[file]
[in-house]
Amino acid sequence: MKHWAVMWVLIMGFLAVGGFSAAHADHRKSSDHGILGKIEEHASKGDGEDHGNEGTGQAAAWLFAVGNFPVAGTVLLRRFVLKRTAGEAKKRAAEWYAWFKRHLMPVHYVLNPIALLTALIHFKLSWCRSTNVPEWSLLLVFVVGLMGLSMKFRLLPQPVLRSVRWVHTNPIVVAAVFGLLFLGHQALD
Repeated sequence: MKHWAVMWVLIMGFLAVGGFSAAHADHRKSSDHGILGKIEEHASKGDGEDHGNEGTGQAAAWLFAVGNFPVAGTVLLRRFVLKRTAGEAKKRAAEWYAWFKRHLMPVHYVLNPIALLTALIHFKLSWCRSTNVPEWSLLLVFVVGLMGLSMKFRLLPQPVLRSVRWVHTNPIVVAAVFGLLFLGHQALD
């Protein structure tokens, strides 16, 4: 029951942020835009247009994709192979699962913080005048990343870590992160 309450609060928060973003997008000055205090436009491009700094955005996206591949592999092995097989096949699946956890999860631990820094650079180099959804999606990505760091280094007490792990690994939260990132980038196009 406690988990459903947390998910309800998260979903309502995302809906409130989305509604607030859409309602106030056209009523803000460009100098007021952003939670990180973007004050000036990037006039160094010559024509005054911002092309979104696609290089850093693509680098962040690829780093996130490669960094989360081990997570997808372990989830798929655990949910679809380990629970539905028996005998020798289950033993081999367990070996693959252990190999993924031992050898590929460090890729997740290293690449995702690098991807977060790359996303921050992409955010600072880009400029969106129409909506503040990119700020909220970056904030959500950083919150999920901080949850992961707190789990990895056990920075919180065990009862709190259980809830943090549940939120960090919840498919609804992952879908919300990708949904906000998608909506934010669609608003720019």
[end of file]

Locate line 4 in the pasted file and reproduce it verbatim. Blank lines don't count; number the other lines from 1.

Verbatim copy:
């Protein structure tokens, strides 16, 4: 029951942020835009247009994709192979699962913080005048990343870590992160 309450609060928060973003997008000055205090436009491009700094955005996206591949592999092995097989096949699946956890999860631990820094650079180099959804999606990505760091280094007490792990690994939260990132980038196009 406690988990459903947390998910309800998260979903309502995302809906409130989305509604607030859409309602106030056209009523803000460009100098007021952003939670990180973007004050000036990037006039160094010559024509005054911002092309979104696609290089850093693509680098962040690829780093996130490669960094989360081990997570997808372990989830798929655990949910679809380990629970539905028996005998020798289950033993081999367990070996693959252990190999993924031992050898590929460090890729997740290293690449995702690098991807977060790359996303921050992409955010600072880009400029969106129409909506503040990119700020909220970056904030959500950083919150999920901080949850992961707190789990990895056990920075919180065990009862709190259980809830943090549940939120960090919840498919609804992952879908919300990708949904906000998608909506934010669609608003720019």